Reducing the Chance of Chimney Fires

by Doris Donnerman
(last updated March 30, 2015)

If you own a fireplace you should be keenly aware of the risk of having a chimney fire. Chimney fires can be extremely dangerous and very frightening. The chimney creates an atmosphere for the flames of a fire to become explosive and unpredictable, these two elements create danger for the safety of your family and your home.

As wood burns in your stove or fireplace, the byproducts (smoke, carbon monoxide, etc.) stick to the inside of the chimney and create a film referred to as creosote. This film is very flammable, hence the danger of chimney fires. This article discusses how to reduce your risk of experiencing a chimney fire and how to put it out if one happens to occur.

Here are five things you can easily do to reduce your risk of a chimney fire:

  • Use extremely dry wood, sometimes referred to as "seasoned wood." The more moisture that is in your wood, the thicker and heaver the smoke becomes and the greater the chance of creosote buildup.
  • Rather than building large, very dense fires, build small fires with less wood. Working with less wood can help reduce the amount of smoke emitted by the fire, ultimately lessening the amount of creosote formed on the inside of the chimney.
  • Try to avoid burning trash, paper towels, wrapping paper, cardboard, paper bags, etc. Burning materials other than wood can increase the chance of sparks that can cause chimney fires.
  • Monitor fire temperatures with a thermometer to make sure the fire does not burn too quickly and at too high of a temperature.
  • Search your yellow pages for a professional chimney inspector and cleaner. Have your chimney cleaned an inspected at least two times a year.

If, by chance, a chimney fire does start follow the basics of putting out a fire. First, evaluate the danger of the fire. Call 911 for backup from the fire department and then evacuate your family. Keep a fire extinguisher on hand to use just in case. Use buckets or hoses to try and limit the flames from spreading.

Remember that it is a lot more cost effective and simple to practice preventative methods than it is to fix fire damage and finance repairs.

Author Bio

Doris Donnerman

Doris is a jack of all trades, writing on a variety of topics. Her articles have helped enlighten and entertain thousands over the years. ...

MORE FROM DORIS

Super Quick Breadsticks

If you're in a crunch for what to make for dinner, try making some breadsticks. They are delicious and will satisfy any ...

Discover More

American Foxhound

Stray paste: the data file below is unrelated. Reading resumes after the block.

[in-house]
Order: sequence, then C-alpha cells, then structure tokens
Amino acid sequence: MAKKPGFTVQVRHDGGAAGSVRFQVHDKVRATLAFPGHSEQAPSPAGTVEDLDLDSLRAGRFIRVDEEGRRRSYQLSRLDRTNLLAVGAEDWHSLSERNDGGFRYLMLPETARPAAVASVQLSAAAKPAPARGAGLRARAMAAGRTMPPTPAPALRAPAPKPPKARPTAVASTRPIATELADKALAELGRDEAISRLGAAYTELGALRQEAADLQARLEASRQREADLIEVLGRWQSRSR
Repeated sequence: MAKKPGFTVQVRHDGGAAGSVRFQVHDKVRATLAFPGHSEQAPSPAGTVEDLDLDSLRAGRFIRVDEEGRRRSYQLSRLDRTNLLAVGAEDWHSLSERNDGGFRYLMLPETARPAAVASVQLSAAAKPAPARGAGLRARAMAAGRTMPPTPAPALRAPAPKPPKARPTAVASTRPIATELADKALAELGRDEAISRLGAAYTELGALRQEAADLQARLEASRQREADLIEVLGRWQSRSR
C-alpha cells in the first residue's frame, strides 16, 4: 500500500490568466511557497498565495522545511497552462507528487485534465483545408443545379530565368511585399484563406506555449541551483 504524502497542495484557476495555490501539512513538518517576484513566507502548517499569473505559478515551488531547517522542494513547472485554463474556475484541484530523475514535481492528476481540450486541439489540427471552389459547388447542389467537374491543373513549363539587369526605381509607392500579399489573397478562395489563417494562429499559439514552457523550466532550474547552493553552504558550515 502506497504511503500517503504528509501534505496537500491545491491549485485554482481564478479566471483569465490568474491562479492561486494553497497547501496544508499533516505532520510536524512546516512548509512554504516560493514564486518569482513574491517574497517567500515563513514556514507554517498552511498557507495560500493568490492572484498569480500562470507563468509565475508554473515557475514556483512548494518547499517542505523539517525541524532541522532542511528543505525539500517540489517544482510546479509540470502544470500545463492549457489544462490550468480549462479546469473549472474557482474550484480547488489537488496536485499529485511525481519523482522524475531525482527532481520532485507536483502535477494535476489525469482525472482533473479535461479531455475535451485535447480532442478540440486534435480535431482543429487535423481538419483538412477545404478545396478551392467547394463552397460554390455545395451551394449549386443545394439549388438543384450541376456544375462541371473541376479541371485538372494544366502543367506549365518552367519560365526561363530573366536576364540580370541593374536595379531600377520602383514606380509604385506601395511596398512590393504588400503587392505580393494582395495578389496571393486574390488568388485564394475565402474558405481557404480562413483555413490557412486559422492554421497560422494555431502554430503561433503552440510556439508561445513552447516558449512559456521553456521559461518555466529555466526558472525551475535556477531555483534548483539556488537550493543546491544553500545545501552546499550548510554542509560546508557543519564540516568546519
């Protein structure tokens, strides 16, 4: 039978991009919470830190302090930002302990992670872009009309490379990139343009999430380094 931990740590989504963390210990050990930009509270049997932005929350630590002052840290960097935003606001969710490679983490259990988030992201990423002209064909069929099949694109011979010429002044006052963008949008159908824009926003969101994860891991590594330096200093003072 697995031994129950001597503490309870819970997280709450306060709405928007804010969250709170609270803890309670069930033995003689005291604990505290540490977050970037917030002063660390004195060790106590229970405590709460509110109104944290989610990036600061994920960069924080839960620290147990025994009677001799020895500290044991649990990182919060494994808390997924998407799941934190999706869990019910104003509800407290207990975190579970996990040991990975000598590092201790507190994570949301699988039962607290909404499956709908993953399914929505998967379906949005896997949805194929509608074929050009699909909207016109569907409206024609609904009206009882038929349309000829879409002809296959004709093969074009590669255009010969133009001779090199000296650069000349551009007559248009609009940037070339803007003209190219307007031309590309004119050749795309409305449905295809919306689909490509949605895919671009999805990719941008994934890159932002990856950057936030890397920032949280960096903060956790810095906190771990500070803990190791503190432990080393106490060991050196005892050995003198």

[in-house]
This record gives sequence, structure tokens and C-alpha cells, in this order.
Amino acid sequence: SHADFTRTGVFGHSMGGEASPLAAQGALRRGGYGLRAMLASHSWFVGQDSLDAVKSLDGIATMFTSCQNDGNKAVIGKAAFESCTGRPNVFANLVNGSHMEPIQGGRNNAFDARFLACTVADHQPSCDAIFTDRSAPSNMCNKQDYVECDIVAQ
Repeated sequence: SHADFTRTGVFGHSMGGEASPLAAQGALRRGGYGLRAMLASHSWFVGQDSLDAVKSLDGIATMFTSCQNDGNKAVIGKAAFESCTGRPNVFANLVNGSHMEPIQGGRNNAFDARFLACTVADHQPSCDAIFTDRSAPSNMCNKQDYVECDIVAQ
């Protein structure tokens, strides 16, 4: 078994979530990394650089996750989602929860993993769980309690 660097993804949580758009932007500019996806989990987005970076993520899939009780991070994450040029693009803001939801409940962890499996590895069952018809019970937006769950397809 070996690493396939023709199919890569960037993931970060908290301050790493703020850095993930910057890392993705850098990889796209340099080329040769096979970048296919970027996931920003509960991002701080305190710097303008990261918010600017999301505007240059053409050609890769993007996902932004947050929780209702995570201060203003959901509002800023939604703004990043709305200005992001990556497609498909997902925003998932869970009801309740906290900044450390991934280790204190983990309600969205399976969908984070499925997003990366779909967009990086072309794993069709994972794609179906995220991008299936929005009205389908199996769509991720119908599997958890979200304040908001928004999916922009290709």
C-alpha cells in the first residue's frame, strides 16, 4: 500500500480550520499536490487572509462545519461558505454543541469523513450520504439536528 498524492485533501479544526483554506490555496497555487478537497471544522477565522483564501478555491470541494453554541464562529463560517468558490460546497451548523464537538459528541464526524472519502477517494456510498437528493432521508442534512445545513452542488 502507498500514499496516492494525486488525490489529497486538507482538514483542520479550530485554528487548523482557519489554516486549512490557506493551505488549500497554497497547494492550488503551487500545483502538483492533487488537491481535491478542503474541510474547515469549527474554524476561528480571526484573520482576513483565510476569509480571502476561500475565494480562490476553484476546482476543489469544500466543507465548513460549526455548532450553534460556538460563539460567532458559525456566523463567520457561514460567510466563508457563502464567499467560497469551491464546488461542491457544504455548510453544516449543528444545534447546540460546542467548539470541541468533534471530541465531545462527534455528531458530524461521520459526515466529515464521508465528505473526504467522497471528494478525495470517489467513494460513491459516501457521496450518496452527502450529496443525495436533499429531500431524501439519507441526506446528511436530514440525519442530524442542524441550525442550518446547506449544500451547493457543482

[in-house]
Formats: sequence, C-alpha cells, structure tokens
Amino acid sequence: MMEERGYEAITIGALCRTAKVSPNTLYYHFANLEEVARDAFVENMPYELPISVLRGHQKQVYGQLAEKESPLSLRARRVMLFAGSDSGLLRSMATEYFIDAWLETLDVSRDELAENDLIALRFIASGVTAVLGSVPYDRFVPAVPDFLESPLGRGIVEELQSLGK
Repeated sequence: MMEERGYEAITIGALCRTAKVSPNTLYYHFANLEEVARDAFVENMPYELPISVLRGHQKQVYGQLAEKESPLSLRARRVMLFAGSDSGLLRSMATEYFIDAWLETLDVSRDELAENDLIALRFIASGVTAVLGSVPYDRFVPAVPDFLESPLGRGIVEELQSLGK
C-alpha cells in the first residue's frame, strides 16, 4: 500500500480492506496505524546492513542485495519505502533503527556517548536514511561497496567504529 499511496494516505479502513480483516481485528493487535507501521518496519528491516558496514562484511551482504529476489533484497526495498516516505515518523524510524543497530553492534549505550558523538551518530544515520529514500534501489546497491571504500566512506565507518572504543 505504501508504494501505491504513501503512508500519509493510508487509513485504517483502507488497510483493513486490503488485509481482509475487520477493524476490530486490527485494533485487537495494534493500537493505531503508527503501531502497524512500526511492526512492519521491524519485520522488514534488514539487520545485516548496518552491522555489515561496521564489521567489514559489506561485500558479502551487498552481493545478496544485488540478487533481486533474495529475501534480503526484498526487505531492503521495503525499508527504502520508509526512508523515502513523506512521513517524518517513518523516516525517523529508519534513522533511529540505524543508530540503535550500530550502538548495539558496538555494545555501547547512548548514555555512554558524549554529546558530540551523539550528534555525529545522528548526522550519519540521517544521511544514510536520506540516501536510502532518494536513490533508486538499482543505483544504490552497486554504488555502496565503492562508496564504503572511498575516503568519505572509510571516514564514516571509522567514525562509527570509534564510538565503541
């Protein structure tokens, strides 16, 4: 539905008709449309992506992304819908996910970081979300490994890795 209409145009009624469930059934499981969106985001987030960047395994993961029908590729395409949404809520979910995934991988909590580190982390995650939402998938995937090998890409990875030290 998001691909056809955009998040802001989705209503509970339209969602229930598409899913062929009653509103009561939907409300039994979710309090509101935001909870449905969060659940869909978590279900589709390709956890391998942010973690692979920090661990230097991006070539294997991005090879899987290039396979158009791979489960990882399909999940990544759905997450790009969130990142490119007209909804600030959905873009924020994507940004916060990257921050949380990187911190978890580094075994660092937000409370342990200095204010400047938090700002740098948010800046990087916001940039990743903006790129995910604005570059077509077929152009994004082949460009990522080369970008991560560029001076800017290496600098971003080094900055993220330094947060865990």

Said to be the most versatile of the hounds, the American Foxhound possesses great stamina, nose and natural hunting ...

Discover More

Choosing the Best Black Dress

Wanting to have a functioning wardrobe? There is a staple that is a must in every wardrobe, and that is the little black ...

Discover More

Find the Right Tool Right Away Finally, a homeowner's set that includes all the tools needed to complete basic DIY projects at an affordable price! The tools are stored in a molded case for security and portability. Check out Stanley 65-Piece Homeowner's Tool Kit today!

More Home Improvement Tips

Installing a Smoke Detector

It is fairly easy to install a smoke detector, and most local fire codes mandate that you have smoke detectors working inside ...

Discover More

Keep Your Home Free from Carbon Monoxide

Most people don't really think about possible carbon monoxide poisoning until it is way too late. Instead of running the ...

Discover More

Troubleshooting Fire Alarms

Fire alarms are a necessary and essential element for a safe home. But what do you do when these vital safety devices begin ...

Discover More
Subscribe

FREE SERVICE: Receive an e-mail several times each week with a featured home improvement tip. Enter your address and click "Subscribe."

Comments

If you would like to add an image to your comment (not an avatar, but an image to help in making the point of your comment), include the characters [{fig}] in your comment text. You’ll be prompted to upload your image when you submit the comment. Maximum image size is 6Mpixels. Images larger than 600px wide or 1000px tall will be reduced. Up to three images may be included in a comment. All images are subject to review. Commenting privileges may be curtailed if inappropriate images are posted.

What is 7 + 6?

There are currently no comments for this tip. (Be the first to leave your comment—just use the simple form above!)


Subscribe

FREE SERVICE: Receive an e-mail several times each week with a featured home improvement tip. Enter your address and click "Subscribe."

(Your e-mail address is not shared with anyone, ever.)